I could have just sanded, preferably vacuum sanding, but I’m not sure that would have been any faster. You also need to apply a lot of pressure for rapid removal and believe me, that is not easy when working above your head, sometimes crouched, sometimes kneeling and sometimes sitting. Given the pain it was definitely a case of “mind over matter.” At the end of it I gave myself a pat on my very sore back as I had endured way more discomfort than I ever knew was possible.

The other really, really big consideration is the impact of the dust created using scraping and sanding. The yard, quite rightly, insisted that I tarp the hull off to contain the dust. A roll of construction plastic and some Tuc tape worked very well and I did manage to remove the tape without leaving a lot of goo on the boat. There was very little wind which helped keep the dust in one place. The last thing the yard wanted was a fine red film on freshly detailed boats. I think I met their requirements – at least there were no complaints.

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Almost done! The tent contains the nasty red stuff.

Well, it took 37 hours of scraping and sanding. If I hadn’t struck it lucky with the pressure washer it would have taken considerably longer. It’s probably the cheapest way to do the job by far – if you are providing your own labour. Also be realistic about the length of time it’s going to require. Yard space is not cheap. Keep in mind that if you start out scraping you can switch to another method if it doesn’t work for you.

It’s just starting to rain so the new antifouling will have to wait. Right now I’m heading off for a well-earned beer.

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Typical Gulf Island cliff scenery.

I’m fortunate to live close to Kalamalka Lake – a gorgeous marl lake – which takes on a stunning turquoise hue during the summer months. It is 16 km long and surrounded by mountains clad in ponderosa pine. It is located a few kilometers south of the City of Vernon in the BC Okanagan. My girlfriend Karen and I keep our kayaks on a light utility trailer that we hitch to her Jeep for the five-minute trip to the nearest boat launch. Being so close we can paddle often during the summer months. The Okanagan summers are hot and dry with temperatures peaking in the high 30s Celsius so the water is warm and great for practicing wet exits and solo and assisted re-entries.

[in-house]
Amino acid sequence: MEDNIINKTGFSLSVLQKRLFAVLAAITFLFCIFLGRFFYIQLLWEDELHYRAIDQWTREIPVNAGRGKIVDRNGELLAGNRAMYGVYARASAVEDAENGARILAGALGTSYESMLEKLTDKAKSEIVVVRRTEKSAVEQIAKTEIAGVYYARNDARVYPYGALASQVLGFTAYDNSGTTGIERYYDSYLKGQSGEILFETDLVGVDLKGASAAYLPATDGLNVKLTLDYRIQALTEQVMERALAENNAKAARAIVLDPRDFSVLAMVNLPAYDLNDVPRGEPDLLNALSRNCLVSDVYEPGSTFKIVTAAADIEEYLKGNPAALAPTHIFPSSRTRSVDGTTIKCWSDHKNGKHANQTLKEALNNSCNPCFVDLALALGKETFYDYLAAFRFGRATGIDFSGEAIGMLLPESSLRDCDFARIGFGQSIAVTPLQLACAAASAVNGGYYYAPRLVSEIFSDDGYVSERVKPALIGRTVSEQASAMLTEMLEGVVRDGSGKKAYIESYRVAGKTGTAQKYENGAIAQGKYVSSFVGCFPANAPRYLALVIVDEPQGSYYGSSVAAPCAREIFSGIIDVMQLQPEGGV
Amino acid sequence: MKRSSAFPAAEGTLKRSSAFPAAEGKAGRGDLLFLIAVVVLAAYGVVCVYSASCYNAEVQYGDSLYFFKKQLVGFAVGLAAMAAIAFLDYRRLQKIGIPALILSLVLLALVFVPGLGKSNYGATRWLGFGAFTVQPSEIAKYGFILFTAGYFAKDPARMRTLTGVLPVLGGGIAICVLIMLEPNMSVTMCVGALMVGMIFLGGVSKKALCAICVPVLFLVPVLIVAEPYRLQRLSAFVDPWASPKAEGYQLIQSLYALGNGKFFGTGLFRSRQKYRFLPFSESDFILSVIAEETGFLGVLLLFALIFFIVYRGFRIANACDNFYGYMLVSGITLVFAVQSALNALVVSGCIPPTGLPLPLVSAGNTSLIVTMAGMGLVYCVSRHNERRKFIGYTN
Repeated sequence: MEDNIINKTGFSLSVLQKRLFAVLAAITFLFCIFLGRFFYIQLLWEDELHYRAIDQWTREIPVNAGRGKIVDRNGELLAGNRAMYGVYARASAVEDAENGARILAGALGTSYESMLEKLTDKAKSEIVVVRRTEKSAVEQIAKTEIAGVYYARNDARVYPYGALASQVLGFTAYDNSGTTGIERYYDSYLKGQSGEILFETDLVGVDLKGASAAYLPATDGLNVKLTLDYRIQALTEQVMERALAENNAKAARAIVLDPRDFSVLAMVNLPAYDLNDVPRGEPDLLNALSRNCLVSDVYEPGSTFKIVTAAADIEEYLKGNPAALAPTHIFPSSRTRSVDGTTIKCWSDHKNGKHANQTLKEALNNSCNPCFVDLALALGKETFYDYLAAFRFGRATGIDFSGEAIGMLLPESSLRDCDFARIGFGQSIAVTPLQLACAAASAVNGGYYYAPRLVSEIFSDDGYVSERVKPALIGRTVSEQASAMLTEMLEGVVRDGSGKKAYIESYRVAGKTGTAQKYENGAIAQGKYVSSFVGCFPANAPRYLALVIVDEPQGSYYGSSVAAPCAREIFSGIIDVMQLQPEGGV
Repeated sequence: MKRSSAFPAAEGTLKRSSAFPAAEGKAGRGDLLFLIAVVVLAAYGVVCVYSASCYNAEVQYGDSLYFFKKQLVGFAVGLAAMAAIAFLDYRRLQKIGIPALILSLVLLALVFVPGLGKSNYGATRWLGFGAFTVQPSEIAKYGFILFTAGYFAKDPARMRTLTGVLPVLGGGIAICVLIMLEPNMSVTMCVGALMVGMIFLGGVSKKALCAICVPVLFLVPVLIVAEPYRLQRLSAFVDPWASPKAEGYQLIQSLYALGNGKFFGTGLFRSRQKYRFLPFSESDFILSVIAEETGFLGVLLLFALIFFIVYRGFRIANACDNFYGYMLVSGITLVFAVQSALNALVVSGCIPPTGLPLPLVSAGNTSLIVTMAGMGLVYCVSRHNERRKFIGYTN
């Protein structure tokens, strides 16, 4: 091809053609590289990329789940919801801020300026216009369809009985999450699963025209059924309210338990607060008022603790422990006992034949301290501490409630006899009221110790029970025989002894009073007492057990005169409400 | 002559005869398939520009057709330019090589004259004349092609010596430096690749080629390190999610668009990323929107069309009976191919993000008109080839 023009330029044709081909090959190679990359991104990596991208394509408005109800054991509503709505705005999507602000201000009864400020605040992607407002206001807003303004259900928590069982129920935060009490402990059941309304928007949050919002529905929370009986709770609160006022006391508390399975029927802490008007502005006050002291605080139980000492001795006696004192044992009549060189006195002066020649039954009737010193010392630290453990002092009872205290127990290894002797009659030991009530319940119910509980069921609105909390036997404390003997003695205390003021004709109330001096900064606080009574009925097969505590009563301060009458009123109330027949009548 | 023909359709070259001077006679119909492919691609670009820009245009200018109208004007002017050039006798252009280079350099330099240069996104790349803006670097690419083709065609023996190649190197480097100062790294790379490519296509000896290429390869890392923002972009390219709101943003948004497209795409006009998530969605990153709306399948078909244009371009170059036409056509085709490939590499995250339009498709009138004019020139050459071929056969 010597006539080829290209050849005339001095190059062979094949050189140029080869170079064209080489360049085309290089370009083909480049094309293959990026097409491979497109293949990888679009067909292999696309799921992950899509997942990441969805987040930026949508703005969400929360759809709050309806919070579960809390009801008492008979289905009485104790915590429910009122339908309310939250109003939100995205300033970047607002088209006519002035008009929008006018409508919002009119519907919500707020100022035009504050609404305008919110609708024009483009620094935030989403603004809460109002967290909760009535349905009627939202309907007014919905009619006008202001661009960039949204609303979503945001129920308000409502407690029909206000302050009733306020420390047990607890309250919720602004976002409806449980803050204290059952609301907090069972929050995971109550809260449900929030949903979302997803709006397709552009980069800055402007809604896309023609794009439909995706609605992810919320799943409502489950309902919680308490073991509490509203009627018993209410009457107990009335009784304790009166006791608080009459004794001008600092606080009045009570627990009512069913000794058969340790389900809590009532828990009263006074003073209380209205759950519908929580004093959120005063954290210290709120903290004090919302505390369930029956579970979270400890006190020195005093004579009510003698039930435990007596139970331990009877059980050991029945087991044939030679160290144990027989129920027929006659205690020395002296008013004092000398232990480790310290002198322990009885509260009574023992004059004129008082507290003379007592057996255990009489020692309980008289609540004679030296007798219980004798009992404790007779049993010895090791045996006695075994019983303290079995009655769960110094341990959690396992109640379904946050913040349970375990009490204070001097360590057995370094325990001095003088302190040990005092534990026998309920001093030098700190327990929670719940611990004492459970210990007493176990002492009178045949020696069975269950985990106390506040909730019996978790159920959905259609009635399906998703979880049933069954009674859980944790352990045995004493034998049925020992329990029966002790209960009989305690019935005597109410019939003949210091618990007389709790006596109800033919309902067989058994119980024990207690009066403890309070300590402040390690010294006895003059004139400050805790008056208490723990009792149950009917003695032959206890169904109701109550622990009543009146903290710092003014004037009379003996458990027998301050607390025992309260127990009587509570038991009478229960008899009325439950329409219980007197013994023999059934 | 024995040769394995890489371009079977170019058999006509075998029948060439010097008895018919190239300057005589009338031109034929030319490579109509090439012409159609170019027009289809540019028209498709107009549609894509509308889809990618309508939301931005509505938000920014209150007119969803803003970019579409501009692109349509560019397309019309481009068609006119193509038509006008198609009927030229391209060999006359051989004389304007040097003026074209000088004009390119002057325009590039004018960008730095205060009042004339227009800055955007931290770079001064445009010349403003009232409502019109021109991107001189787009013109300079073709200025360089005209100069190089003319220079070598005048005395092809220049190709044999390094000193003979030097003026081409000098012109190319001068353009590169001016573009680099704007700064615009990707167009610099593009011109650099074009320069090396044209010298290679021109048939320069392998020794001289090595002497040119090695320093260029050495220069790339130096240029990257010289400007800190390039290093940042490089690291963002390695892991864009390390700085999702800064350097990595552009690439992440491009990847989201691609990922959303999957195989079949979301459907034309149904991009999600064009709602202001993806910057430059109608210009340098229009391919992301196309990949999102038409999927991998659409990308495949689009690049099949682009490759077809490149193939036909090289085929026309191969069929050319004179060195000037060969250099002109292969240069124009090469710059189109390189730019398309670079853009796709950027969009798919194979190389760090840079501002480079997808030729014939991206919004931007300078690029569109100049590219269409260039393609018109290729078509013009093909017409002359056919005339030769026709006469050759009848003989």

Despite having this piece of paradise in our back yards, the lure of the open ocean is always there. I have been missing it badly since selling Rainbird in 2014. The West Coast (Vancouver) is a six hour drive away. The coast is normally at least a refreshing 10 Celsius cooler. This summer Karen and I decided we were ready for our first ocean trip and a great opportunity to see how our boats perform when loaded up. Karen has a carbon fiber Necky Eliza – a serious touring kayak designed with women in mind. It measures 15.5’ overall with a 21.5” beam and has a retractable skeg. Last year she made a solo overnight camping trip, paddling 27km down Okanagan Lake in plus 30 Celsius heat, before making a 15km crossing back to Vernon the following morning. I admired her greatly for such a feat of endurance but I’m not a lover of heat and had no desire to repeat it!

We put the kayaks on the roof of her Jeep for the long drive and short ferry ride to the BC Gulf Islands. Our destination was Montague Harbour on Galiano Island. It’s a great launching point for novice ocean paddlers, with plenty of trip options in sheltered water. There are many islands to visit, with relatively short crossings, and although tidal currents can almost reach double digits in places these areas can be avoided or navigated at slack water. The other main hazards come from the big ferries that cross from Vancouver to Vancouver Island and commercial and recreational traffic that can be heavy in the summer months. The islands are blessed with a dry microclimate and don’t get much fog, especially during the summer.